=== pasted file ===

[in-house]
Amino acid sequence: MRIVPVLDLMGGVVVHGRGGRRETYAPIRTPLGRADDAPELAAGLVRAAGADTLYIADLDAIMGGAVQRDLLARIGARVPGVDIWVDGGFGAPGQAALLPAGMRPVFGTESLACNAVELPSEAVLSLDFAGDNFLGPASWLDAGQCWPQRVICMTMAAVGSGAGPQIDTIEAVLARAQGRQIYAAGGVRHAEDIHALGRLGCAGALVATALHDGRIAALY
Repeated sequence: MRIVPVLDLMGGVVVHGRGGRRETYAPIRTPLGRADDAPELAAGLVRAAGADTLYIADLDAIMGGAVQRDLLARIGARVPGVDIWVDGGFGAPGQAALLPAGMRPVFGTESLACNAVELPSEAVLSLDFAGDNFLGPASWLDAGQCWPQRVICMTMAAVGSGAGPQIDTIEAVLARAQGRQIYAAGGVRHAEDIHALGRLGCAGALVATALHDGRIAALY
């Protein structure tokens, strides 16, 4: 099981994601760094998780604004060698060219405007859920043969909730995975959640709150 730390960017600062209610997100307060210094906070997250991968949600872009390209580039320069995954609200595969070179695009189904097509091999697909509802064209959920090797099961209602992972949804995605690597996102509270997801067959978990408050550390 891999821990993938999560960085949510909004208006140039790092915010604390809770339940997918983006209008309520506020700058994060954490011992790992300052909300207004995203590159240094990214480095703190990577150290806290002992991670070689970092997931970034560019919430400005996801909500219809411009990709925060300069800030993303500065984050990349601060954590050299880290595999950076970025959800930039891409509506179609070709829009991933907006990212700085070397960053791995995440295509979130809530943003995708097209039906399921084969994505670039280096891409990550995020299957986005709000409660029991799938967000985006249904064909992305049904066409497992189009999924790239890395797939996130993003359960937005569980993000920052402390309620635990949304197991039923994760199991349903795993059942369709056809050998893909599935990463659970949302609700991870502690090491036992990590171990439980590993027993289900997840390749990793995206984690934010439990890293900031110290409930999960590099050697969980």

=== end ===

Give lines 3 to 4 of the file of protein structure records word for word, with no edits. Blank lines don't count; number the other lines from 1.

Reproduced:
Repeated sequence: MRIVPVLDLMGGVVVHGRGGRRETYAPIRTPLGRADDAPELAAGLVRAAGADTLYIADLDAIMGGAVQRDLLARIGARVPGVDIWVDGGFGAPGQAALLPAGMRPVFGTESLACNAVELPSEAVLSLDFAGDNFLGPASWLDAGQCWPQRVICMTMAAVGSGAGPQIDTIEAVLARAQGRQIYAAGGVRHAEDIHALGRLGCAGALVATALHDGRIAALY
């Protein structure tokens, strides 16, 4: 099981994601760094998780604004060698060219405007859920043969909730995975959640709150 730390960017600062209610997100307060210094906070997250991968949600872009390209580039320069995954609200595969070179695009189904097509091999697909509802064209959920090797099961209602992972949804995605690597996102509270997801067959978990408050550390 891999821990993938999560960085949510909004208006140039790092915010604390809770339940997918983006209008309520506020700058994060954490011992790992300052909300207004995203590159240094990214480095703190990577150290806290002992991670070689970092997931970034560019919430400005996801909500219809411009990709925060300069800030993303500065984050990349601060954590050299880290595999950076970025959800930039891409509506179609070709829009991933907006990212700085070397960053791995995440295509979130809530943003995708097209039906399921084969994505670039280096891409990550995020299957986005709000409660029991799938967000985006249904064909992305049904066409497992189009999924790239890395797939996130993003359960937005569980993000920052402390309620635990949304197991039923994760199991349903795993059942369709056809050998893909599935990463659970949302609700991870502690090491036992990590171990439980590993027993289900997840390749990793995206984690934010439990890293900031110290409930999960590099050697969980």